Lessons of the Pole

Its nearly 3 weeks since my last post. I thought the economy is not doing that well, not that I can tell with all the work activity.

Started a third student on learning the pole that is from my first Tai Chi teacher. Its a basic Sao Lim pole but there are useful lessons to be learned.

Lesson 1 – as with solo form we must develop awareness. The length of the pole helps to expand the awareness space.

Lesson 2 – learn the meaning of the saying when young fear the fist, when old fear the pole.

Lesson 3 – again stop being obsessed with power. In using the pole power is useless if you fail to hit your opponent. Instead, if he hits you, especially with a solid pole, the pain and damage is much worse than getting hit by a fist or palm strike. So pay attention to the movement process to understand how to use the pole properly.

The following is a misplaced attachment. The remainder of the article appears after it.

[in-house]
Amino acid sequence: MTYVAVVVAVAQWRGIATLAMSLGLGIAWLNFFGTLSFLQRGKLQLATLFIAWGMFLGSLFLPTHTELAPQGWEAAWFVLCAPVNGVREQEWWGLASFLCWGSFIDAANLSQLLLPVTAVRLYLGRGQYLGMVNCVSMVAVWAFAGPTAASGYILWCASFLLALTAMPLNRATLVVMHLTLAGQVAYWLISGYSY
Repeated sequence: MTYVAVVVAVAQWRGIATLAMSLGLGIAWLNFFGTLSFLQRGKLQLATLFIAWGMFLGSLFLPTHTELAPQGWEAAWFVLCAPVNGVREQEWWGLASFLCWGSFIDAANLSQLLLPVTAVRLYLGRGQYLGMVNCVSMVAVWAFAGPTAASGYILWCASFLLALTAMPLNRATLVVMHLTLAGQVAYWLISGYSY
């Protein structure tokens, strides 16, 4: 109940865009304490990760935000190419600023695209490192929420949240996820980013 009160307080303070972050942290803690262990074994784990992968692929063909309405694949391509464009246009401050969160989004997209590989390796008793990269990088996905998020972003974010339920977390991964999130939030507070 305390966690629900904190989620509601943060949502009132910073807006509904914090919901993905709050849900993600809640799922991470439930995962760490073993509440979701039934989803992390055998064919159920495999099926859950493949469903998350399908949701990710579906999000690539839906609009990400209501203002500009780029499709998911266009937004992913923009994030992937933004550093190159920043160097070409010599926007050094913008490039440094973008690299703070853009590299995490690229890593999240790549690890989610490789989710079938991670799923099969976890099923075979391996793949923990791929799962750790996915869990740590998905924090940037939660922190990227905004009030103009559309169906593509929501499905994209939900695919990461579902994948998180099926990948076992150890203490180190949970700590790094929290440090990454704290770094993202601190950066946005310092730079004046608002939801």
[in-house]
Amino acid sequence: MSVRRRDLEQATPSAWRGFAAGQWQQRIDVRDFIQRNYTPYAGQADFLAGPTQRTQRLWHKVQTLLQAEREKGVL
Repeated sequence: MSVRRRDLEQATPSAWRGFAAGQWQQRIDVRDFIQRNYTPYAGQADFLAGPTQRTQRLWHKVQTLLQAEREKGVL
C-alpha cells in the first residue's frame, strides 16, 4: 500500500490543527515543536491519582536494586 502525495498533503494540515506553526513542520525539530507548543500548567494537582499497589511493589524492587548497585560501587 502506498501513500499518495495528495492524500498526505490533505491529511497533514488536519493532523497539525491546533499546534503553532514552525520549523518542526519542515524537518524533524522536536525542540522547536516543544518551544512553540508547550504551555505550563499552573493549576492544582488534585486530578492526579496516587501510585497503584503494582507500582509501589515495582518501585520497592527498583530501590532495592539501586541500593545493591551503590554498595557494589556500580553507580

Lesson 4 – though the pole is heavy you must also learn to use it as if it is light. To do this you must learn the trick of manipulating the pole using proper biomechanics.

Lesson 5 – as with pole, so be with the fist. This means that the way you learn to handle the pole can be transferred across to the way you apply empty hand techniques in push hands.

Lesson 6 – don’t be long winded when using the pole. Learn to decisively move, hit and finish the opponent in 1-2 moves. Then apply the same to empty hand techniques.

Lesson 7 – enhance your body movement from learning the pole. Learn to move quickly, precisely and control the striking zone through stepping and body angling.

Lesson 8 – understand how to extend power further. Playing the pole a lot can develop wrist and arm strength. This can boost the striking techniques that is from Master Leong’s PKK arsenal.

Advertisements

Requiem for CMA

Such sad words from Adam Hsu :-

Six years ago, after an almost twenty year absence, I moved back to Taiwan. As I got to know the younger generation in Taiwan, I made a shocking discovery. Teaching these students turned out to be extremely difficult because they’ve lost their roots: their Eastern roots. Many young Asians are westernized, you could almost say Americanized. To pass down the art I needed to reach the younger generation, and then what a shock, what a culture shock, that was!